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trimacar

Worst button tufted leather job ever, anyone have a picture?

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I'm looking for a picture of a restored button tufted leather seat, which did not come out well.  This would be on an early brass car of course, and the picture will be used (if found) as part of my upholstery seminar next week at the AACA get together.  No names will be mentioned, in order to protect the guilty.

 

Attached is a "before" shot of a poorly done seat cushion, which I took apart and reworked for a friend, then the "after" shot after much resewing, refolding, rework.....it was much worse in person, whoever did it the first time used egg-size lumps of horsehair to stuff, and it was a mess....

 

Thanks!  Who can post a worse job?

post-76888-0-39601000-1454621187_thumb.j

post-76888-0-27953500-1454621247_thumb.j

Edited by trimacar (see edit history)

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You know David- I wouldn't be at all surprised if some of the original brass-era jobs were as bad as or worse than the first picture.

 

I see plenty of that type work in restaurant booths too.

 

Then again I grew up in the 70s- the golden age of overstuffed diamond pleated button tufting! which is still not as bad as that heat-stamped diamond-pattern vinyl that was everywhere back then.

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Difficult but fun to do. It helps if you have a mind for geometry. Getting the stuffing right is the hard part. I was almost afraid to look at the "before" pic, fearing that somehow David had found a pic of our first effort at diamond tufting many years ago.

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I may be showing my inexperience in the upholstery department, but that first one doesn't look awful to me. I expected much, much worse. I've seen several cars where it was too deep like that, but it's often hard to say what's authentic so I tend to give them the benefit of the doubt.

 

Heck, look at this OEM awfulness:

 

Fullscreen-capture-3152014-12924-PM.bmp.

 

Or this example, which makes my butt sore just looking at it:

 

22279410.jpg

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The original set of pictures wasn't meant to show the "worst" job I've ever seen, it was bad but not awful, lumps and all.

 

When early cars were being built, there were a lot of craftsmen from the carriage trade who did beautiful work.  Most early tufting work would have been very nice.  While it was nice, I will say that attention to detail was not as critical on a production car.  For example, I've seen early car pleats that were mismarked, say off by a half inch or more, and they just went ahead and sewed them and put them in the car.  A lot of times the people doing the upholstery sewing were probably paid by the piece, so pace was more important than accuracy.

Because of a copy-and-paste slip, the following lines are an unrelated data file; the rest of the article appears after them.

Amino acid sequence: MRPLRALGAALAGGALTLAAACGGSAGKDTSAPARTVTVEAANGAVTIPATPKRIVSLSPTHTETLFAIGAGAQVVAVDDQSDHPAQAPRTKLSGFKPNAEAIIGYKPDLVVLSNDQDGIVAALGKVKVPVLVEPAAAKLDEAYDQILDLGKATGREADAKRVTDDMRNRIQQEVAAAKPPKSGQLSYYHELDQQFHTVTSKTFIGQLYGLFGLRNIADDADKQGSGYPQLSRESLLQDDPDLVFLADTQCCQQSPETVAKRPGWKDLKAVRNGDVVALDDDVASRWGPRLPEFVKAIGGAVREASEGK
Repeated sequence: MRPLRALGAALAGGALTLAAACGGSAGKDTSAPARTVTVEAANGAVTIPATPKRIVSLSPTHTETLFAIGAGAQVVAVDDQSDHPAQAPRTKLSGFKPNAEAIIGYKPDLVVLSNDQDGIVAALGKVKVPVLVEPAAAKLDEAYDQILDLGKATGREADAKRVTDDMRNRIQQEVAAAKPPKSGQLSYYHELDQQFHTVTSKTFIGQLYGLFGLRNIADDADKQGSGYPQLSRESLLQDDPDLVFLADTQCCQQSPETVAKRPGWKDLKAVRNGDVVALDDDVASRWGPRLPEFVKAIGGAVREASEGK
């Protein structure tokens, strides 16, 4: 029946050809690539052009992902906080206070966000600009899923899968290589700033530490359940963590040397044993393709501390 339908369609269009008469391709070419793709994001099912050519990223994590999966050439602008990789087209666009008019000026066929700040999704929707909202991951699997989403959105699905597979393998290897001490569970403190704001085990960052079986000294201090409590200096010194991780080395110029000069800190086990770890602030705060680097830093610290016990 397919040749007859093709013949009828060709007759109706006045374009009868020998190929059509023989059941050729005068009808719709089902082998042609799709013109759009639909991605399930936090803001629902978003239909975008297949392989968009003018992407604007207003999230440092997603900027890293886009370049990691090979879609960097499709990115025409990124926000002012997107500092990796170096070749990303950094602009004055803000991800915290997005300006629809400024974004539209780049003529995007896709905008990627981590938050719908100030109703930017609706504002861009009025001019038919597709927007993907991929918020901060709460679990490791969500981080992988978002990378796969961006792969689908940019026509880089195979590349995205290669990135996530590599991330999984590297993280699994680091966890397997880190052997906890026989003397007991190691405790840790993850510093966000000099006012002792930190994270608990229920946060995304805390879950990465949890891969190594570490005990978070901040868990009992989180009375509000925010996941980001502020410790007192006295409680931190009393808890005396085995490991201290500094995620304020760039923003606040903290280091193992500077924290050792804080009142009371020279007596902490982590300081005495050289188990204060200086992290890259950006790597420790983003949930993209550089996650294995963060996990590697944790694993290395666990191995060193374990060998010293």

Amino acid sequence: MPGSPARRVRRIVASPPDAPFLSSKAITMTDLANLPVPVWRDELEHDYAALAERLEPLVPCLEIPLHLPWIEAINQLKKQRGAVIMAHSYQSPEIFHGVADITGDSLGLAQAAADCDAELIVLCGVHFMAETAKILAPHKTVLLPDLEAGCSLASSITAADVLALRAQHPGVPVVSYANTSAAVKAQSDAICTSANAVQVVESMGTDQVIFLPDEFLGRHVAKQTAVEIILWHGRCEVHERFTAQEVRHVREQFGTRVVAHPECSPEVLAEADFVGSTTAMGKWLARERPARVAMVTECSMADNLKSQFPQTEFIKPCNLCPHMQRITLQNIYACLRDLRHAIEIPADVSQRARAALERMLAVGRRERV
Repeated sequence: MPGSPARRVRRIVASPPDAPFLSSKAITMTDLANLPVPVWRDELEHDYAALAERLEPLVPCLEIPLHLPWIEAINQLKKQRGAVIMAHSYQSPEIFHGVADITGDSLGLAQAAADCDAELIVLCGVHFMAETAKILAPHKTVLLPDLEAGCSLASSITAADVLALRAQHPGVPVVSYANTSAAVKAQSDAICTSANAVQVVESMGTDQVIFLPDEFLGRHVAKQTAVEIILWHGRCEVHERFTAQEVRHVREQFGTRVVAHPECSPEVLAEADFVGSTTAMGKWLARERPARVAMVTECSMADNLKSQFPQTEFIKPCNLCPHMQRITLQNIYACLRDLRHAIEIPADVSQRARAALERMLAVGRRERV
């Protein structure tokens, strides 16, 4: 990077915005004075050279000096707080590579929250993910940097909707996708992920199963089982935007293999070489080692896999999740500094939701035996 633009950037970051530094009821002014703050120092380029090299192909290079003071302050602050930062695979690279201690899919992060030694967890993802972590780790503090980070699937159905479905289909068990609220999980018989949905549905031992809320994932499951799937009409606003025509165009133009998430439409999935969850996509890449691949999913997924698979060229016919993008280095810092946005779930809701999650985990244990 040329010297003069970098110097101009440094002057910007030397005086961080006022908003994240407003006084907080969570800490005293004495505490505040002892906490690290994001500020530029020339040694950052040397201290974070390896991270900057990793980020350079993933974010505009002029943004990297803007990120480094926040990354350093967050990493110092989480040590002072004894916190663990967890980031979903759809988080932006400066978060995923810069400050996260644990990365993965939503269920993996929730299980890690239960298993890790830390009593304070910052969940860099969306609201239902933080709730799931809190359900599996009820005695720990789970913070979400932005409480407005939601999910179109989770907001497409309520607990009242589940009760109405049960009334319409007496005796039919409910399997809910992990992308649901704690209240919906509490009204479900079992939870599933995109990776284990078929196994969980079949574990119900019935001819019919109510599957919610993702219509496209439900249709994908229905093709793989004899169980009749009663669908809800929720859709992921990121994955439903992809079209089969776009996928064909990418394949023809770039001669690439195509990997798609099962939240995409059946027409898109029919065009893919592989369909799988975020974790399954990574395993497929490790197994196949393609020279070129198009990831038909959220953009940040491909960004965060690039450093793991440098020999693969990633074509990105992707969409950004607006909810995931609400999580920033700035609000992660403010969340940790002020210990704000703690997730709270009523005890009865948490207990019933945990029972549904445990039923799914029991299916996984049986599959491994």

Matt, at some point in car manufacturing, and I want to think it started in the 1970's, the "wrinkled" look was all the fashion, from cars to couches.  In the dark maroon seats you picture, you can even see where the leather was intentionally puckered along the seam, and there were a lot of wrinkles in the tufts themselves, intentionally done.  I never understood this, as to me wrinkles in the leather on an antique car (pre WWII, not 25 years) were the sign of poor workmanship.

 

Yes, R-32, button tufting takes a lot of patience and a little knowledge, and you are 100% correct that geometry plays a major part in the final result.  I'll touch on that at the seminar next week.  Thanks!  dc

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David will be offering an Upholstery Seminar during the Annual Meeting in Philly next week !

 

Thank you David for stepping up !

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Is there a way to video the seminar? Can't get to Philly but really want to know more about auto upholstery.

 

Wouldn't it be great for an AACA site on YouTube? Members could post all sorts of valuable how-to videos on restoration topics.

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Why did I think of "reech Coreentheean layther" when I saw the maroon job Matt posted... <_<

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 Here is one on the 1913-31 Buick I inspected and made an offer on in November. To me, not to bad considering the heavy, stiff vinyl that was used when the car was restored in 1955

post-121302-0-84286300-1455134520_thumb.. Still not very appealing geometrically and it felt quite uncomfortable to sit upon

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Yes, aside from the obvious vinyl issue (which was very common in the 50's and 60's, the first time my Pierce was restored in 1960, the owner put vinyl so it would wear better, and told me it was more expensive to buy than leather!  It's leather in the car now), a button tufted seat should be comfortable, and that one just LOOKS uncomfortable!!

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if there is a video of the philly upoulstery seminar ill buy one or tell us where to look

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